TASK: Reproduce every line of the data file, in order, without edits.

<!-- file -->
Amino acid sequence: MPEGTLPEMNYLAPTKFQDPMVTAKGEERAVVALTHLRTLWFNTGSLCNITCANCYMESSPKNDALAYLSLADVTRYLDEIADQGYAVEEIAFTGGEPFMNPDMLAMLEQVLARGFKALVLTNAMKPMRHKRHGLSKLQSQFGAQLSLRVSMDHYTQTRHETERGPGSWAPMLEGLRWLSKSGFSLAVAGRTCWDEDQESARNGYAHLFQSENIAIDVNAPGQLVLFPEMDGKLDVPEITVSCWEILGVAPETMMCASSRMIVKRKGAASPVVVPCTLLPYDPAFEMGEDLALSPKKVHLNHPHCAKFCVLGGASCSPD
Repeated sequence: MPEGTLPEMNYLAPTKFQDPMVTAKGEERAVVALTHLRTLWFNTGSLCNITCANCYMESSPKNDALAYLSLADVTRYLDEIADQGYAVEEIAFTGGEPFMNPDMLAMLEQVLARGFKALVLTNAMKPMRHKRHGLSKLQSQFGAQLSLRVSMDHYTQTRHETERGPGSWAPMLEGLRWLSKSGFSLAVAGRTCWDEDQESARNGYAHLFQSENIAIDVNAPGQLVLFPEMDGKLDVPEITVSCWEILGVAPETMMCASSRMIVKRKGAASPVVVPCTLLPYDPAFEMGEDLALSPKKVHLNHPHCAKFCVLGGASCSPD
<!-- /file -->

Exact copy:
Amino acid sequence: MPEGTLPEMNYLAPTKFQDPMVTAKGEERAVVALTHLRTLWFNTGSLCNITCANCYMESSPKNDALAYLSLADVTRYLDEIADQGYAVEEIAFTGGEPFMNPDMLAMLEQVLARGFKALVLTNAMKPMRHKRHGLSKLQSQFGAQLSLRVSMDHYTQTRHETERGPGSWAPMLEGLRWLSKSGFSLAVAGRTCWDEDQESARNGYAHLFQSENIAIDVNAPGQLVLFPEMDGKLDVPEITVSCWEILGVAPETMMCASSRMIVKRKGAASPVVVPCTLLPYDPAFEMGEDLALSPKKVHLNHPHCAKFCVLGGASCSPD
Repeated sequence: MPEGTLPEMNYLAPTKFQDPMVTAKGEERAVVALTHLRTLWFNTGSLCNITCANCYMESSPKNDALAYLSLADVTRYLDEIADQGYAVEEIAFTGGEPFMNPDMLAMLEQVLARGFKALVLTNAMKPMRHKRHGLSKLQSQFGAQLSLRVSMDHYTQTRHETERGPGSWAPMLEGLRWLSKSGFSLAVAGRTCWDEDQESARNGYAHLFQSENIAIDVNAPGQLVLFPEMDGKLDVPEITVSCWEILGVAPETMMCASSRMIVKRKGAASPVVVPCTLLPYDPAFEMGEDLALSPKKVHLNHPHCAKFCVLGGASCSPD